Private credit Historically, private credit has offered higher income and lower losses than other fixed income segments, including senior loans and high yield bonds. First, privately originated loans are not only senior secured (and thus relatively senior in the capital structure), they also typically have call protection and covenants in place. Second, private credit has historically featured a low average realized loss rate; for 2005-2019, it was just 0.3%, versus 1.4% for high yield bonds and 1.0% for senior loans.5 Third, private credit is negatively correlated to investment grade credit (-0.21) and has had almost no correlation to high yield bonds (0.06) over the past 15 years.5 Also, the floating rate element of private credit translates into LIBOR floors should rates remain low. While yields will likely come down across all assets, the yield spread between private credit and public may persist. Today, private credit is about 20% of the total value of credit markets today and growing.5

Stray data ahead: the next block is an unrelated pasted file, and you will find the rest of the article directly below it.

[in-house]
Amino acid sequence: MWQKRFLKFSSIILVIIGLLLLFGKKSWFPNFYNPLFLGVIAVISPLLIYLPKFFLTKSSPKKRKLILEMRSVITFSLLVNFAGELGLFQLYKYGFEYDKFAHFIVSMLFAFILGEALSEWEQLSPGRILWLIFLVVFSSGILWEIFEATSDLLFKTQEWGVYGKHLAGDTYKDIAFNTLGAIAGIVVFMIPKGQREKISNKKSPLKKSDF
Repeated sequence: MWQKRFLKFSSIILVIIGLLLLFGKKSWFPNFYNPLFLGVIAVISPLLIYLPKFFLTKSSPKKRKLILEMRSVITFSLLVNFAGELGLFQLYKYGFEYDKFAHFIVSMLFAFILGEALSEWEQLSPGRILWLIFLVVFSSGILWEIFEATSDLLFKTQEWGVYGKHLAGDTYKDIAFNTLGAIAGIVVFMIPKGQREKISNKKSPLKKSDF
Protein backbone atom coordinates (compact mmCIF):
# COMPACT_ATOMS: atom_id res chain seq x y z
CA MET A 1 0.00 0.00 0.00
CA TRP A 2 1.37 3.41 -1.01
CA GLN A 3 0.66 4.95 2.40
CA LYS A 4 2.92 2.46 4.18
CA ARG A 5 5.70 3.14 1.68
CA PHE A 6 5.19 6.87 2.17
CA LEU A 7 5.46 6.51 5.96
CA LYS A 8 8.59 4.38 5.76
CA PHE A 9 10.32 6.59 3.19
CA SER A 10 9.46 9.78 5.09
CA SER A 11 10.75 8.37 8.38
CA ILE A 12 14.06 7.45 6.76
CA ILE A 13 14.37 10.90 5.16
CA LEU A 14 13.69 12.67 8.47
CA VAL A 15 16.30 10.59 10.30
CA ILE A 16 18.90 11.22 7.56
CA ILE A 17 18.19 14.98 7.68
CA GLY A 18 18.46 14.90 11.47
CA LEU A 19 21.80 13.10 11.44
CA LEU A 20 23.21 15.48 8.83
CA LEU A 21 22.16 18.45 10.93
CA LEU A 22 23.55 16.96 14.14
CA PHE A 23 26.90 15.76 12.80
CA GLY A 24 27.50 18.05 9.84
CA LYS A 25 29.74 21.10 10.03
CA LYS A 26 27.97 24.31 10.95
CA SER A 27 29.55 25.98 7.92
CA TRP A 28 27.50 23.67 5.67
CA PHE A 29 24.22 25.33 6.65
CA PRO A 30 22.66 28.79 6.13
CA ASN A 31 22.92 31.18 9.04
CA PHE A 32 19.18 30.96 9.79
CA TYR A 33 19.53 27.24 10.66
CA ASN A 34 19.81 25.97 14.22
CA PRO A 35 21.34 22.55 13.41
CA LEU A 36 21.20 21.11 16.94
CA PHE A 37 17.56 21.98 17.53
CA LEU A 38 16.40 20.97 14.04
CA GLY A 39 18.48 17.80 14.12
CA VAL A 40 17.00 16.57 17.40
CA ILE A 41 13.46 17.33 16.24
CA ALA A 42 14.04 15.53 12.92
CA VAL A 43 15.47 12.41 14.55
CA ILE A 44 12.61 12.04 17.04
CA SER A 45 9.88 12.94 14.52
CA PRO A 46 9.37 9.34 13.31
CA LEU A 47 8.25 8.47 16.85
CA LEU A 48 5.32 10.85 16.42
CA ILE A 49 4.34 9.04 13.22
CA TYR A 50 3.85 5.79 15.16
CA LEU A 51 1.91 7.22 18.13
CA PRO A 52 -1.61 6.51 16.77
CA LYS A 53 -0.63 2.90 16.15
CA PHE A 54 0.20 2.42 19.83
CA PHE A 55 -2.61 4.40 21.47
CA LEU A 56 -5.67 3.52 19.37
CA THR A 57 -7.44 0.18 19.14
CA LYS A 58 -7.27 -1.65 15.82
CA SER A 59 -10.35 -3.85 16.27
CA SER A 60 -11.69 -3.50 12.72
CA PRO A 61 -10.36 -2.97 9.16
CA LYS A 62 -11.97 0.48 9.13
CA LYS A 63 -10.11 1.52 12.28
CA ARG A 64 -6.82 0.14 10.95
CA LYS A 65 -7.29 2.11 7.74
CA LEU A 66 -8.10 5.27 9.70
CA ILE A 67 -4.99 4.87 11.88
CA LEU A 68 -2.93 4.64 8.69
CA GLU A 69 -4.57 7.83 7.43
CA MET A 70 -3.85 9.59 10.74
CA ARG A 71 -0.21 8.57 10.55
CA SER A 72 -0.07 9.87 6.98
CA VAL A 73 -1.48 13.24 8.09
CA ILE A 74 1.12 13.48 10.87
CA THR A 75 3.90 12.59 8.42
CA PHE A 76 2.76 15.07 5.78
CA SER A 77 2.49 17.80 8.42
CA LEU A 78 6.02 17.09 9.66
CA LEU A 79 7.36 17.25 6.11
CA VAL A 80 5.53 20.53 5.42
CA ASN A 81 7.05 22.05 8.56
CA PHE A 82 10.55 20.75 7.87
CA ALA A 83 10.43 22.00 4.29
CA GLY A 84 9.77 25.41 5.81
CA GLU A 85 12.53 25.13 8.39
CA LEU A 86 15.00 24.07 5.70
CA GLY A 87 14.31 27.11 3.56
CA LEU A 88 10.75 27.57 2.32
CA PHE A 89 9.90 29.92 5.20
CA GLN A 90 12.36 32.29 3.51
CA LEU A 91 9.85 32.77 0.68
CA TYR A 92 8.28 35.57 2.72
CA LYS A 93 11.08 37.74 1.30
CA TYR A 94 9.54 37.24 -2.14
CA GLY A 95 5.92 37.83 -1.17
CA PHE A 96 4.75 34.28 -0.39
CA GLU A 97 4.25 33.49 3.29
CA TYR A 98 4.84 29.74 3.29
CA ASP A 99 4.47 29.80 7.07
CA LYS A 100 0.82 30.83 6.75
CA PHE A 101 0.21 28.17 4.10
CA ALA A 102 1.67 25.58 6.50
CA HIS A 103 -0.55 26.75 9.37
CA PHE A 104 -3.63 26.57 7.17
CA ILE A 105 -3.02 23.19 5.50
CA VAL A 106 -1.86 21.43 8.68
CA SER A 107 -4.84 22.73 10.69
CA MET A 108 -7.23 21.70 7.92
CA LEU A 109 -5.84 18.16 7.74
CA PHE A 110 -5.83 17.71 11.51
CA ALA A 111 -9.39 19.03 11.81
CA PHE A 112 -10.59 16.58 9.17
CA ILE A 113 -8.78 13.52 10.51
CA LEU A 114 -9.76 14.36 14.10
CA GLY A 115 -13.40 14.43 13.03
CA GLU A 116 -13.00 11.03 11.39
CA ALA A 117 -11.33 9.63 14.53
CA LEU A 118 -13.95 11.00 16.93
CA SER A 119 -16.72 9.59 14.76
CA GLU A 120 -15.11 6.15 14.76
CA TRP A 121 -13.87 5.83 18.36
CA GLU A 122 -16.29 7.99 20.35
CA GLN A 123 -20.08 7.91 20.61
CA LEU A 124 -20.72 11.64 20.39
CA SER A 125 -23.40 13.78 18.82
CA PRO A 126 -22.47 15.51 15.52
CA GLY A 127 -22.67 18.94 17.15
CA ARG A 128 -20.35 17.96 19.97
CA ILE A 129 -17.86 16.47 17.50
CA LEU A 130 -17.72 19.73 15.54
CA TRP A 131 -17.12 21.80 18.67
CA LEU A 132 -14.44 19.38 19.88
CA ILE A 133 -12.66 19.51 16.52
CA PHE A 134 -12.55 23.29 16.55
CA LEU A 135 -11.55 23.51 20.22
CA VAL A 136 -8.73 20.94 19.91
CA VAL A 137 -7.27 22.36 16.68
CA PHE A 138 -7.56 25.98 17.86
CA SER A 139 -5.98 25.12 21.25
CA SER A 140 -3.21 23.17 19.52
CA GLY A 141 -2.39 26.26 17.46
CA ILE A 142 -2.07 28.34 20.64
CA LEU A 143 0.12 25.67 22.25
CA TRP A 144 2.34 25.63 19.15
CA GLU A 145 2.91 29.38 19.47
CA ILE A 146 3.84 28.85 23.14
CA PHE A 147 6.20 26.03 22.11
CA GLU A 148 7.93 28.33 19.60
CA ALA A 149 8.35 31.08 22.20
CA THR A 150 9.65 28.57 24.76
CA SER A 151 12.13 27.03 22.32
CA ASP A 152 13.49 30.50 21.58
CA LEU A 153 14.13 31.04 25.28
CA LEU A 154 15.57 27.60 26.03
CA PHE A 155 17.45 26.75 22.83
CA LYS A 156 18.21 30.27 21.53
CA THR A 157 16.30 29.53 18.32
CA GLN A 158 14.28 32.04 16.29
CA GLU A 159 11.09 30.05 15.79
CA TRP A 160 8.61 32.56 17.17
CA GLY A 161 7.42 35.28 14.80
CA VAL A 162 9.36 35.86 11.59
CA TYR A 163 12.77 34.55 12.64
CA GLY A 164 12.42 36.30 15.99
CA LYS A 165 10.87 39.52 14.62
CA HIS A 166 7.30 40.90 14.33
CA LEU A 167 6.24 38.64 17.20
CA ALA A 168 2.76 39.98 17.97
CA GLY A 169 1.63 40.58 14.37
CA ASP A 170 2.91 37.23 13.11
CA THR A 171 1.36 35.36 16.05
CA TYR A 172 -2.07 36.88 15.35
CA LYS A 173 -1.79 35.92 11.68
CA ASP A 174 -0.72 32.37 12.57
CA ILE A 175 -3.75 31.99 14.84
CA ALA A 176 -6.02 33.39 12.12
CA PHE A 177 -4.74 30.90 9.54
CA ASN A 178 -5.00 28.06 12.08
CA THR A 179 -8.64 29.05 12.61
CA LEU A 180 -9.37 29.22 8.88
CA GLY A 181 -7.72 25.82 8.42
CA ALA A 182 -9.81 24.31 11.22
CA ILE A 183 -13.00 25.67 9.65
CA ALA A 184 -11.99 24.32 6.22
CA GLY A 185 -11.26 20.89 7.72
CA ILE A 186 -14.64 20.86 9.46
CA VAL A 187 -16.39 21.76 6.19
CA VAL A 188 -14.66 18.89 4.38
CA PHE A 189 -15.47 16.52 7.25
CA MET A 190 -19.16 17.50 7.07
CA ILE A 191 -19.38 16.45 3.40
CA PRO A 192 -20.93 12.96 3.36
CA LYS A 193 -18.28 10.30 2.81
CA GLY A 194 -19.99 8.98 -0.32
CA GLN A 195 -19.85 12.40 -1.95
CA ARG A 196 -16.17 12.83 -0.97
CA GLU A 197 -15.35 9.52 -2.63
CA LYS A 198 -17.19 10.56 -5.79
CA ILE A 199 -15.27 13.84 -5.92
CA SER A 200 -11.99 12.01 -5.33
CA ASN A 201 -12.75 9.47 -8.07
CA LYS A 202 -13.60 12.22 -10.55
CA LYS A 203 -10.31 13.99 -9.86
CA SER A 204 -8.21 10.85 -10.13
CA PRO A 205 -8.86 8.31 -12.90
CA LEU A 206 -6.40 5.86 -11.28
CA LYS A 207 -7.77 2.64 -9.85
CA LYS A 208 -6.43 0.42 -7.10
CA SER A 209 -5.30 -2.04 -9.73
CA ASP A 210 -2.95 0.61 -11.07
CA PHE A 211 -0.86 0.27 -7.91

Private real estate Over the last 10 years, private real estate produced an average yield of 5%, compared to 4.4% for public REITs, and a 2.5% annual yield for investment grade bonds.6 We believe investor demand together with declining real estate financing costs will continue to push real estate cap rates down; still, the relative yield pick-up for real estate should remain. Mid-sized cities in the South and Southwest have attractive fundamentals and will continue to benefit from outmigration from the denser, higher-cost Northeast and Midwest. Further, COVID has accelerated e-commerce growth; recent retail sales highlighted a 20%+ year-over-year growth rate. Logistics and warehouses should continue to outperform traditional retail given what we expect will be a permanent uptick in e-commerce demand even in a post-COVID world. The US simply has too much physical retail space.